None is Cecil

In a way the ongoing reaction to the murder of Cecil is a real life representative example of humans’ need for an identifiable subject to emotionally relate to, discussed in our former post regarding Peter Singer’s latest book.
Singer cites several social psychology studies exposing humans’ cognitive ability to relate to one identifiable victim but much less so to many, even if many is just a few more individuals. One example of these studies is: “people were shown a photo of a child and told her name and age. They were then informed that to save her life, she needed a new, expensive drug that would cost about $300,000 to produce, and a fund was being established in an attempt to raise this sum. They were asked to donate to the fund. Another group was shown photos of eight children, given their names and ages, and told that the same sum, $300,000, was needed to produce a drug that would save all of their lives. They too were asked to donate. Those shown the single child gave more than those shown the eight children, presumably because they empathized with the individual child but were unable to empathize with the larger number of children.“

If eight children that are identifiable are too many, then what are the odds of the tens of thousands of the world lion population, or of the hundreds of billions of the industrially exploited animals?

Many activists are fighting for decades against both illegal and legal hunting, and animal extinction. They display harsh statistics over and over for years now. But none of their efforts have produced as much media attention and public outrage as the murder of one identifiable lion.
Cecil had a name and age and he was recognized and loved by many. That’s one of the reasons why his death got perhaps more global attention than any other animal ever in history, to the frustration of many animal rights activists who fight for trillions of animals whose lives are much worse than Cecil’s, despite his horrible death.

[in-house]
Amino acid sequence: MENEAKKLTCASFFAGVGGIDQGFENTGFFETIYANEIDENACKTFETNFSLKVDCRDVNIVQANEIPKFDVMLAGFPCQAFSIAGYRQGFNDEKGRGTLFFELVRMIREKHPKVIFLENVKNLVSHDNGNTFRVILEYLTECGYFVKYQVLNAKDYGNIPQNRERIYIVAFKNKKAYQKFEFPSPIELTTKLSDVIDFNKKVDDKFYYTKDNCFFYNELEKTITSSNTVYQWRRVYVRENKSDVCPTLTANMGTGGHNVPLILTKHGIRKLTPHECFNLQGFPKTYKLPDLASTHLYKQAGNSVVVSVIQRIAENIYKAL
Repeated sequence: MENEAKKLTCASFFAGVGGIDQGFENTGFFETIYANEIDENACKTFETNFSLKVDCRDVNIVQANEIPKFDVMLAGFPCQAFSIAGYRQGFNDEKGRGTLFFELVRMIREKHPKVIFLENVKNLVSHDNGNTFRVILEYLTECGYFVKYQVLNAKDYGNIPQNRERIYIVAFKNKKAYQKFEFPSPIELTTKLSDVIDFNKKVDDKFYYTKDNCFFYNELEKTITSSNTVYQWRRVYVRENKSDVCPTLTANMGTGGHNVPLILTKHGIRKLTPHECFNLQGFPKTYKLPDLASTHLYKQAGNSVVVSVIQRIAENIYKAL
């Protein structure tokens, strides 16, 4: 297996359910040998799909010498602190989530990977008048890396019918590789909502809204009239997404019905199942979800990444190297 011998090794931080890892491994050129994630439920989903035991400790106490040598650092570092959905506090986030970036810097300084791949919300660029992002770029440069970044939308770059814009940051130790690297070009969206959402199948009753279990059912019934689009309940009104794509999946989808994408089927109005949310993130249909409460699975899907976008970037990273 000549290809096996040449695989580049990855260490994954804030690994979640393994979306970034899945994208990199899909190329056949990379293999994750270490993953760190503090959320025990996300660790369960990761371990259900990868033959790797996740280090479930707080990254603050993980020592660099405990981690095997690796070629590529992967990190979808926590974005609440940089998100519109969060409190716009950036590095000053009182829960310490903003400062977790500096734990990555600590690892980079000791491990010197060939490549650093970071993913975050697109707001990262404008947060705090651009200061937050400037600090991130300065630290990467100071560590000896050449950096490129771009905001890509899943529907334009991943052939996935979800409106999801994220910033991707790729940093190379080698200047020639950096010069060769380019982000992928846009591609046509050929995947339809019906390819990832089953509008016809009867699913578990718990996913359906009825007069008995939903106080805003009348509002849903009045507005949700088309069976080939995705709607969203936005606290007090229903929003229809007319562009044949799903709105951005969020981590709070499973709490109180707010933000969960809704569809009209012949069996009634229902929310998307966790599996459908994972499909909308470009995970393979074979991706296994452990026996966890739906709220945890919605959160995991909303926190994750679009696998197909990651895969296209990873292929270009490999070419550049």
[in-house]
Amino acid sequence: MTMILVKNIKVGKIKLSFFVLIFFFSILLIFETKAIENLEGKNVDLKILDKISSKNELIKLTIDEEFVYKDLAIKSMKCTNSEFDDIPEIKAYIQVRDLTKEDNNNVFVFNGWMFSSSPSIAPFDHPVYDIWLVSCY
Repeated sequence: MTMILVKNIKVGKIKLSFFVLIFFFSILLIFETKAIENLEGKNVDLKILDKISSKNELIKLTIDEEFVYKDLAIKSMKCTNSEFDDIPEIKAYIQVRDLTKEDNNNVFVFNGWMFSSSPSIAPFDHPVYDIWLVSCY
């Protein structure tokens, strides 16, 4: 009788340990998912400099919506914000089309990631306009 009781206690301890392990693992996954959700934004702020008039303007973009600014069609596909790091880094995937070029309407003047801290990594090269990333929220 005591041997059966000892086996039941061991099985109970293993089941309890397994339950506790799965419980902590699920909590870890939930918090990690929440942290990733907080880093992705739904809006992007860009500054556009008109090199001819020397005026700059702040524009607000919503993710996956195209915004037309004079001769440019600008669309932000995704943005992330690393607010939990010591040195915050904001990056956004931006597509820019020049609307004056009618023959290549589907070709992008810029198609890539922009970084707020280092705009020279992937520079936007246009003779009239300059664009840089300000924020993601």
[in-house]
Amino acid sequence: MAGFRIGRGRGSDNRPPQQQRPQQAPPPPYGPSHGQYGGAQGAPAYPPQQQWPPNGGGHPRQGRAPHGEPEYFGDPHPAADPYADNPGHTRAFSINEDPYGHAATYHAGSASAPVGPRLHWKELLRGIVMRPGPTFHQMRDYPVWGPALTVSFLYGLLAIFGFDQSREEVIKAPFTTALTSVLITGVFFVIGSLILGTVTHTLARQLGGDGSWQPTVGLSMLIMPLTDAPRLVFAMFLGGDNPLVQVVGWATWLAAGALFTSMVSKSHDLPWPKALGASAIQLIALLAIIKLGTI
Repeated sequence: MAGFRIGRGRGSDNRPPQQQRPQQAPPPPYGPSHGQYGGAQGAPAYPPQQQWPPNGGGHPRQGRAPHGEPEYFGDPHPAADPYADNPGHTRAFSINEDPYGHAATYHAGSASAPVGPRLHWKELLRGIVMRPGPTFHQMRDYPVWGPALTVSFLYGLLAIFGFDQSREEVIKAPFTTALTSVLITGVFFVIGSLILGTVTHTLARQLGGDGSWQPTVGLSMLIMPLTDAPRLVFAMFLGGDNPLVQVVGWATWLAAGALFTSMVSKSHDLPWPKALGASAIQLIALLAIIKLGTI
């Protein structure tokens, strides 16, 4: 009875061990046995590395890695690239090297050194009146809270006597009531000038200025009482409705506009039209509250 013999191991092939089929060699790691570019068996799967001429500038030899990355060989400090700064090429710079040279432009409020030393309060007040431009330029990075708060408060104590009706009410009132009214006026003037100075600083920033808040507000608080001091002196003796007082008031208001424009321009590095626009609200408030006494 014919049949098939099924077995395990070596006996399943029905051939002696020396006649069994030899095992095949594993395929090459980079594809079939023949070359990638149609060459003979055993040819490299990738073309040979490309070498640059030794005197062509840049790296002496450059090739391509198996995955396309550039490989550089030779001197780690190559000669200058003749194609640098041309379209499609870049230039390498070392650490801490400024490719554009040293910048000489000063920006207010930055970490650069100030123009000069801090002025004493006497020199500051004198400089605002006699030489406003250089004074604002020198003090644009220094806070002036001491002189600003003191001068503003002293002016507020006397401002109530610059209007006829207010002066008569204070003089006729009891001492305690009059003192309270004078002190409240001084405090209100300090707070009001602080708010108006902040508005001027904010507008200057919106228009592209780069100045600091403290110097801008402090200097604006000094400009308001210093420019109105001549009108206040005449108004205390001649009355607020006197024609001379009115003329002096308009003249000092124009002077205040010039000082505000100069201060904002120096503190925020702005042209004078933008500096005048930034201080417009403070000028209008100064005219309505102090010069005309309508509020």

The frustration is intensified, knowing that many of the vocally appalled by the crime committed against Cecil are serial criminals themselves.
Continue reading

Effective Disillusionment

Effective Banality

In the last couple of years Peter Singer has set himself as spokesperson of a new movement called Effective Altruism.
His latest book, which to its last chapter we addressed in a post called “From Groundbreaking Animal Liberation to Neverending Animal Exploitation”, is called The Most Good You Can Do. It presents the movement’s basic idea,as he simply says in its preface -we should do the most good we can.

Unfortunately and disappointingly, by “we”Singer is referring to the already allegedly do gooders of the world. The book and movement, clearly aim at a small section of the population. He basically offers a practical instruction guide for donors and potential donors, calling them to think before they donate because there are tremendous differences in the effectiveness potential of different charities.

Singer points out that in the United States alone there are almost one million charities, receiving a total of approximately $200 billion a year with an additional $100 billion donated to religious congregations and all this money could be distributed much more effectively.
He is obviously right, but we certainly don’t want to hear it from him. It is very depressing that human society needs a bold thinker like Peter Singer for such embarrassingly elementary inferences.
Continue reading